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Star Wars Battlefront 2 loot crate prices revealed

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Star Wars Battlefront 2 won't be out for another week—November 17—but the Play First trial on Origin Access is available right now. We're about to jump in, but thanks to the good people at Eurogamer, we can now see for certain how the game's loot box system works, and more to the point, what they cost. 

Battlefront 2's premium currency is called Crystals, which can be purchased in the following amounts: 

  • 500: $5/£4
  • 1000: $10/£8
  • 2100: $20/£16
  • 4400: $40/£32
  • 12,000: $100/£80

Those are the regular prices—they are currently discounted by ten percent, although whether that's a temporary cut for the trial, or permanent for Origin Access subscribers, isn't clear.

There are three types of crates available for purchase, Hero, Starfighter, and Trooper, each more expensive than the last: As detailed by XfactorGaming (opens in new tab), the Hero loot crates go for 100 Crystals or 2200 credits (credits are a separate in-game currency earned through gameplay), Starfighter crates are 120 Crystals or 2400 credits, and the Trooper crates are 200 Crystals or 4000 credits. 

That's not cheap by any stretch, and while the changes to loot crates and Star Cards that EA announced last week seemed promising, players willing to open their wallets can apparently gain a significant advantage: XfactorGaming blew $90 on the 12,000 Crystals bundle, and ended up with a level 14 interceptor in the Starfighter Assault mode.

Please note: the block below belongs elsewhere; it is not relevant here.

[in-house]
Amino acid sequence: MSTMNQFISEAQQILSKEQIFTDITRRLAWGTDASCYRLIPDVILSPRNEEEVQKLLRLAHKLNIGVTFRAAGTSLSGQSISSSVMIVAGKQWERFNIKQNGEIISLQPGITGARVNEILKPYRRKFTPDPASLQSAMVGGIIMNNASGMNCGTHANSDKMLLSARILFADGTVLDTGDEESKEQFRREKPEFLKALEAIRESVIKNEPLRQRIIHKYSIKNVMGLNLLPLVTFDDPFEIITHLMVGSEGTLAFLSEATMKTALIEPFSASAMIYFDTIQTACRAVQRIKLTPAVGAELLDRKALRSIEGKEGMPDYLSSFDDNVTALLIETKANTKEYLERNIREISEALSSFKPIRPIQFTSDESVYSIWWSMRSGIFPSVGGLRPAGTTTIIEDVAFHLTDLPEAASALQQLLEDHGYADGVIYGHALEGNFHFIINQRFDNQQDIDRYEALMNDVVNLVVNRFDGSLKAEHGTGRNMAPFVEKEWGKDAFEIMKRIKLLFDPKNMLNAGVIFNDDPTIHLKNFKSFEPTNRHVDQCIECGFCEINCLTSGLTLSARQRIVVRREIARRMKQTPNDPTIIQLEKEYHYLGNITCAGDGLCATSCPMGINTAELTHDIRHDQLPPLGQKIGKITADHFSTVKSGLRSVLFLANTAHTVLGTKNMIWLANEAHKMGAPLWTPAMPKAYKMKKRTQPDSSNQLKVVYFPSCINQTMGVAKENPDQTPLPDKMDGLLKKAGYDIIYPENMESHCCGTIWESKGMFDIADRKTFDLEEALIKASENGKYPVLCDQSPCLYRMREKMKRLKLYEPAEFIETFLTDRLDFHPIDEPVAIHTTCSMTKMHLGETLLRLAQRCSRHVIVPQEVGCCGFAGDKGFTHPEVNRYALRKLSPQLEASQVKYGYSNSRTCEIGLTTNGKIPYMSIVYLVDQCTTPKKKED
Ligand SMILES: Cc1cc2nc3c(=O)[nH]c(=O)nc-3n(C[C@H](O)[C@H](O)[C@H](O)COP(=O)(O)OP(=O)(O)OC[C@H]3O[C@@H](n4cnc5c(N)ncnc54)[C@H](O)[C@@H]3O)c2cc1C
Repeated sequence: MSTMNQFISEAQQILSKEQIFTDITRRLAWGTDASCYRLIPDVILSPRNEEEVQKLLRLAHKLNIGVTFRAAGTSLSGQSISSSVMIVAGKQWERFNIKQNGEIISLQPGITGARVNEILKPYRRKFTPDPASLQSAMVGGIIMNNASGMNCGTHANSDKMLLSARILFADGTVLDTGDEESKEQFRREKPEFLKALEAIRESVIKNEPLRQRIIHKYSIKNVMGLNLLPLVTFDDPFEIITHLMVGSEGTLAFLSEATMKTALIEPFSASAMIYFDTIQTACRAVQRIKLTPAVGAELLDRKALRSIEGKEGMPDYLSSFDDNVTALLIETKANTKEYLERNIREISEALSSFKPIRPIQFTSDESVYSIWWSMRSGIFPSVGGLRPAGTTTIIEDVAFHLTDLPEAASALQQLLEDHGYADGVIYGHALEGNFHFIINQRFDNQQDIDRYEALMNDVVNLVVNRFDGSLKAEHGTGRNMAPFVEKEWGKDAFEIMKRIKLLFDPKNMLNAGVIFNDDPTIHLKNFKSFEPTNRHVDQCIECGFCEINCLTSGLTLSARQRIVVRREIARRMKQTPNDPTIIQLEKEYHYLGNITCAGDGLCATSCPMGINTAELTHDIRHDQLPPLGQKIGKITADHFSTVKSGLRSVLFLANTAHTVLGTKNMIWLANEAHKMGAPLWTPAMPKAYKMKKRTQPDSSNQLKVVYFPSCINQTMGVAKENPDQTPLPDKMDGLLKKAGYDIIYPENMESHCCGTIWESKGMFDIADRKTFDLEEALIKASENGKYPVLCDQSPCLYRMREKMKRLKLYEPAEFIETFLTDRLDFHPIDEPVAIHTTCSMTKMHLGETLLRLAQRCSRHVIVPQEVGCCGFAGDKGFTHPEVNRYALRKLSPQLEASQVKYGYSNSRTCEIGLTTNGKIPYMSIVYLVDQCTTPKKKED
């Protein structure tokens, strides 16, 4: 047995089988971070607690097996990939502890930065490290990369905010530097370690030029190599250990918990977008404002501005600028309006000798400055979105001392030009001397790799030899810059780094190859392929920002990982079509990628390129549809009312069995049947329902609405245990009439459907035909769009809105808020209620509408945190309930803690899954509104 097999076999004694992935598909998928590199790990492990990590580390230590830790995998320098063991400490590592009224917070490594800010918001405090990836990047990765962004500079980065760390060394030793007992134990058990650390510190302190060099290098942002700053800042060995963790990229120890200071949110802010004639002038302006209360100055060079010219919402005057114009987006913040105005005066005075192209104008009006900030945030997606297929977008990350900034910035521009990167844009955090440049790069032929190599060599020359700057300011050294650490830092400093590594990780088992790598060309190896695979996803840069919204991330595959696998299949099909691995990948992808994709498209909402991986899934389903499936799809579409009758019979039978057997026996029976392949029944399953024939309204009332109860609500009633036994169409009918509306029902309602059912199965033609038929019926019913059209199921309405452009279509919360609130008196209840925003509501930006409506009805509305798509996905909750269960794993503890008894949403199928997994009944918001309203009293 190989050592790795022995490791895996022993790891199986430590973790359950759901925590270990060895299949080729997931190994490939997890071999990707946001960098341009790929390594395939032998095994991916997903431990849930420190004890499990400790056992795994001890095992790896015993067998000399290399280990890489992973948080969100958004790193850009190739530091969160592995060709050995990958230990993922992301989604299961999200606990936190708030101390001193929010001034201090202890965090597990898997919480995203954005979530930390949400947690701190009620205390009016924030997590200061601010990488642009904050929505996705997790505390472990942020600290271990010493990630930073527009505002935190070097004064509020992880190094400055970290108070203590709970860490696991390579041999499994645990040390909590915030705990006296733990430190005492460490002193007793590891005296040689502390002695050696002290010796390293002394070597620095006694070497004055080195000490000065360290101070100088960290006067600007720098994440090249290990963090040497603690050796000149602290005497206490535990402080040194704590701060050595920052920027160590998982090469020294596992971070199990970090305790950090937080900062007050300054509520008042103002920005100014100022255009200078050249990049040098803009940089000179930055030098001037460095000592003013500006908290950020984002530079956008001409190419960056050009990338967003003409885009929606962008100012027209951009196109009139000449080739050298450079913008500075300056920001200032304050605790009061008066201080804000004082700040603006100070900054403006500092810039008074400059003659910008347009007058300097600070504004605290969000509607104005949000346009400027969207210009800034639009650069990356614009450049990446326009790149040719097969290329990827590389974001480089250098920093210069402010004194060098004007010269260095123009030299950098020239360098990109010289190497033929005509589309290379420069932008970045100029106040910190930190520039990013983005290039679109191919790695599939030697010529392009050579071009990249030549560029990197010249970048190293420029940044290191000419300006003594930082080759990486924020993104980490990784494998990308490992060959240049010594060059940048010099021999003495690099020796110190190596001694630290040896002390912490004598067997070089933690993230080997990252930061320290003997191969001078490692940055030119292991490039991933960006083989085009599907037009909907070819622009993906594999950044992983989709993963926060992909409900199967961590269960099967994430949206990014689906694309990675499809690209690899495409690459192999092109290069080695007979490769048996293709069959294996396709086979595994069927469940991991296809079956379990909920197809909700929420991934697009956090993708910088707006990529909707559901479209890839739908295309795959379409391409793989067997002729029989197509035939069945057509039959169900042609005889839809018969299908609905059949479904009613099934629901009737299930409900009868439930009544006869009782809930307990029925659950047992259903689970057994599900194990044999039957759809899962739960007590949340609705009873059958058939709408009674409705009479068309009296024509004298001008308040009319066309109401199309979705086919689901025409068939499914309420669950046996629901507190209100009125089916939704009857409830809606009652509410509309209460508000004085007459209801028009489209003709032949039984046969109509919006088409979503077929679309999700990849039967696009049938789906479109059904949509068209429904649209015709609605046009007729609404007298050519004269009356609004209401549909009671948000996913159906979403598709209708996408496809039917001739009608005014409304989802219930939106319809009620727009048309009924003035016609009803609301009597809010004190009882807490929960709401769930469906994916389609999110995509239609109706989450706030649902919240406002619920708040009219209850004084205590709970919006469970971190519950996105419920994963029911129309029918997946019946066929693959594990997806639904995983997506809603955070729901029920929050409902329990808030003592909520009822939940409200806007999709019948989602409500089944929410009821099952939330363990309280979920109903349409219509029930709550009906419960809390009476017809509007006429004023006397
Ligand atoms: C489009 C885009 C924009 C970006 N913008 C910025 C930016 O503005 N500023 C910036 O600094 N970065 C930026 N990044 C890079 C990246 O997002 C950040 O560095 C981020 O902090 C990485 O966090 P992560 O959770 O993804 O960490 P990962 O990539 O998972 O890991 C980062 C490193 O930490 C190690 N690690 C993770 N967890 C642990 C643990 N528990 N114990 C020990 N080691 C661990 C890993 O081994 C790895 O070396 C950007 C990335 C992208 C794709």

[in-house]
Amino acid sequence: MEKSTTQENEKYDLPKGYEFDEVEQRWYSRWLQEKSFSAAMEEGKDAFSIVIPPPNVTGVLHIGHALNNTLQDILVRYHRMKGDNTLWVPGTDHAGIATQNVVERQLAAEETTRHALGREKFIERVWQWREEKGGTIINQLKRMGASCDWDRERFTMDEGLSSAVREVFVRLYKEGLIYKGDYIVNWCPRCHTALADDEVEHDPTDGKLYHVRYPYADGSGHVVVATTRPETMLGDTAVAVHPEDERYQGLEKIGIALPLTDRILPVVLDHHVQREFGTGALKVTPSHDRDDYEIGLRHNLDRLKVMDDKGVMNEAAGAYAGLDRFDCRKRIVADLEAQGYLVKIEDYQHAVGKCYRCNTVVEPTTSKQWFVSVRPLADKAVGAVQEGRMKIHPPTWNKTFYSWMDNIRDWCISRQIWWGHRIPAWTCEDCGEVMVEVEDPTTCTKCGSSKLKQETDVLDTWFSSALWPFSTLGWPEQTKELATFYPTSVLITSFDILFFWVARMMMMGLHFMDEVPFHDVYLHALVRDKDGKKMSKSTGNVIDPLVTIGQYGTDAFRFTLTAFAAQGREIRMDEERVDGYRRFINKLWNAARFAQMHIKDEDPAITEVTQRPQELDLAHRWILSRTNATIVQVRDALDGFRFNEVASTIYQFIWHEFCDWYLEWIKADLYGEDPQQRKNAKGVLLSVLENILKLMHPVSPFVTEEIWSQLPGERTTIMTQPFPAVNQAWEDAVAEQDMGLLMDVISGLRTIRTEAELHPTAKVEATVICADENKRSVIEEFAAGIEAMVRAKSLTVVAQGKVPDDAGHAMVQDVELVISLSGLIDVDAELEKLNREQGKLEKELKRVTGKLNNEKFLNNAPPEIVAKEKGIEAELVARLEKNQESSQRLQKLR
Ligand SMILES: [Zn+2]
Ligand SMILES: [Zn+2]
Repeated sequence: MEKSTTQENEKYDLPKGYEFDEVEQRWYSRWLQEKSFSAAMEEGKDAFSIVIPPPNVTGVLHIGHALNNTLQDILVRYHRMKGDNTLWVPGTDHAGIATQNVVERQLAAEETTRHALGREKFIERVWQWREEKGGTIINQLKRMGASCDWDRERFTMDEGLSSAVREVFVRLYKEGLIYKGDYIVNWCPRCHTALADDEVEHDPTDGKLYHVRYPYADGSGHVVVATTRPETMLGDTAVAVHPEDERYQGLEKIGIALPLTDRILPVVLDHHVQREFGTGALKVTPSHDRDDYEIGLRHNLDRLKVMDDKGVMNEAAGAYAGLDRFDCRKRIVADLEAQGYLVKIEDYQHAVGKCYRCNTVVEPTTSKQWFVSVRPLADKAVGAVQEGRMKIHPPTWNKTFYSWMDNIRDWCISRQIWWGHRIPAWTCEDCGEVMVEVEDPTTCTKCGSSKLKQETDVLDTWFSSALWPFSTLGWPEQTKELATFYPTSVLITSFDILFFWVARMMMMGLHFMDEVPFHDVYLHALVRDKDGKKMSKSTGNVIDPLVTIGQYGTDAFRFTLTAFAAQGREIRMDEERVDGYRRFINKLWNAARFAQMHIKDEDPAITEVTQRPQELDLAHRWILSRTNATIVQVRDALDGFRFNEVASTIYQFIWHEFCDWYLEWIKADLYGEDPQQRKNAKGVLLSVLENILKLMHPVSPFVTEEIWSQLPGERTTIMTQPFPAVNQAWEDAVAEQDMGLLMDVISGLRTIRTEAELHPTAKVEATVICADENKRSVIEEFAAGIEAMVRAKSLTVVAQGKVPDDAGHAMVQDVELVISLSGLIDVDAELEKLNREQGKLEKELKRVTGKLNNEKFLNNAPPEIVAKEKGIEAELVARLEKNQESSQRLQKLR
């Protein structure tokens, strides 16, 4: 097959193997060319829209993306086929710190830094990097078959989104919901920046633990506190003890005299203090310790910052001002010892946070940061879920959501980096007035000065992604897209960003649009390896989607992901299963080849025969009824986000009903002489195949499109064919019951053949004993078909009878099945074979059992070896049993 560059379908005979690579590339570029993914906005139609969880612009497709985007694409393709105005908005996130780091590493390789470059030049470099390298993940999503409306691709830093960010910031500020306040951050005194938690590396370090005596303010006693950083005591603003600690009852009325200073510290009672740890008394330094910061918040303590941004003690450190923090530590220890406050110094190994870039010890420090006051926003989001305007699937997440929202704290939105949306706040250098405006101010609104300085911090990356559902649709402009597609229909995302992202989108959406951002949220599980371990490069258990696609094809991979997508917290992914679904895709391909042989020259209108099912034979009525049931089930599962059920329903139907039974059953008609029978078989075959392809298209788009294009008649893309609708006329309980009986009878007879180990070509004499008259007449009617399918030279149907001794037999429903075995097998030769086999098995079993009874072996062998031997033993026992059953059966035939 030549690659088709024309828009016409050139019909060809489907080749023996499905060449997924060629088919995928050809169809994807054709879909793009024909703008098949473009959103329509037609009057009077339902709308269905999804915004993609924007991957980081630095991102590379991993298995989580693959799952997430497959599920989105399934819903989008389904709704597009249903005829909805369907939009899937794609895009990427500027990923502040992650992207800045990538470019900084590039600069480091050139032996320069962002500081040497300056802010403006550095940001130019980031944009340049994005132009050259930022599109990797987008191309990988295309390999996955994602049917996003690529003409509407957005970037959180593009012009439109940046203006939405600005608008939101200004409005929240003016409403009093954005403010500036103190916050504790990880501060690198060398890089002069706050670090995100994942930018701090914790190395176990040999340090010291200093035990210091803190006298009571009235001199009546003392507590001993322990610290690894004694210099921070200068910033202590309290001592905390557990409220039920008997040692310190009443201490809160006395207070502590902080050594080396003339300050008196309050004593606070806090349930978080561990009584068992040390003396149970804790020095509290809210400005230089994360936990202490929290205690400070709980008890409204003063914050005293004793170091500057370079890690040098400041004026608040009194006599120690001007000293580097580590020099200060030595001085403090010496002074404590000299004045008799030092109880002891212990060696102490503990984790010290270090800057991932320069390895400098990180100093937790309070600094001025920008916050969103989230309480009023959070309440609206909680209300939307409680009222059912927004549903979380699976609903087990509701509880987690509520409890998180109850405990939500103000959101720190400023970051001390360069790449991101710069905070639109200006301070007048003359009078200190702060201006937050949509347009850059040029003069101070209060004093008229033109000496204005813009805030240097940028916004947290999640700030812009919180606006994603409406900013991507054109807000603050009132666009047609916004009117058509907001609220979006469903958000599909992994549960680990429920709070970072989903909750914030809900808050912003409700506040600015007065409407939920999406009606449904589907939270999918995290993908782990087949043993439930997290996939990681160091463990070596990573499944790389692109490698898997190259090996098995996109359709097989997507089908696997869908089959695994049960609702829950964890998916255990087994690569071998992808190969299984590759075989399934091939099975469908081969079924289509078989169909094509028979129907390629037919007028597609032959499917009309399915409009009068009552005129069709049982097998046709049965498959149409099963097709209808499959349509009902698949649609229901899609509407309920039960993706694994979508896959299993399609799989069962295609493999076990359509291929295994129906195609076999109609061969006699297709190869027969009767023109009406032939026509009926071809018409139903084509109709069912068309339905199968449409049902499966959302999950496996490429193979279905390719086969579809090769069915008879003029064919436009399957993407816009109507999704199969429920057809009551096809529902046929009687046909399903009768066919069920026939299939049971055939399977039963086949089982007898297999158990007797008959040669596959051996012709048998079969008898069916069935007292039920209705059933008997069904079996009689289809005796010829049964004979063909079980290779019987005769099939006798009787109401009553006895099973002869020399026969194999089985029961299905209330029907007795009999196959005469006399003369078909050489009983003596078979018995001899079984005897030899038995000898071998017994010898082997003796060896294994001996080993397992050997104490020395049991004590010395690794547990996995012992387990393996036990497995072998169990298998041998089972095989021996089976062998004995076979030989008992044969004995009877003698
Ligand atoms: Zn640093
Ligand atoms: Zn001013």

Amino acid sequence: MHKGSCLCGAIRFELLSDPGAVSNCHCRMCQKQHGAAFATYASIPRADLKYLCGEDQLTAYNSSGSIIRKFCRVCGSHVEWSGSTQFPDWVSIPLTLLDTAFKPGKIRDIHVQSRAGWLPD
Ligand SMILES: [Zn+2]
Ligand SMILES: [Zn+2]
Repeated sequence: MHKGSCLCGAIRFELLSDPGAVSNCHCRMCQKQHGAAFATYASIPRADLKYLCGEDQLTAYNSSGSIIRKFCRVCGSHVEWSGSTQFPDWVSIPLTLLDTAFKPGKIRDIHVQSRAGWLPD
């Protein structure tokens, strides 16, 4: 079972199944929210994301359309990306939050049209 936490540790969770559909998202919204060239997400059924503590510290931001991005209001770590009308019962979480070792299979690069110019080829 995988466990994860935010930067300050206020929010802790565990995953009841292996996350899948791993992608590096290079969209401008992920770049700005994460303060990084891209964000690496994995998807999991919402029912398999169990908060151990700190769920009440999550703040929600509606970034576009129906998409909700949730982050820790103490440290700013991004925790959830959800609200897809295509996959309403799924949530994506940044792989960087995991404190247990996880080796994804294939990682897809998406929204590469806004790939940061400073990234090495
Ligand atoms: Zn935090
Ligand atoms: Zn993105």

"We're absolutely mopping people up," he says in the video. "When you're rolling around with a level 14 interceptor and it takes people 150 percent more time to lock on because you've already got a blue three-point card, that's an absolute game-changer."

We'll be taking a look at the Star Wars Battlefront 2 trial ourselves in short order, and will share a proper analysis with you as soon as we can. At this early stage, however, and "pay-to-win" denials notwithstanding, I think it's a good bet that a lot of players are not going to be happy with this system.

Andy has been gaming on PCs from the very beginning, starting as a youngster with text adventures and primitive action games on a cassette-based TRS80. From there he graduated to the glory days of Sierra Online adventures and Microprose sims, ran a local BBS, learned how to build PCs, and developed a longstanding love of RPGs, immersive sims, and shooters. He began writing videogame news in 2007 for The Escapist and somehow managed to avoid getting fired until 2014, when he joined the storied ranks of PC Gamer. He covers all aspects of the industry, from new game announcements and patch notes to legal disputes, Twitch beefs, esports, and Henry Cavill. Lots of Henry Cavill.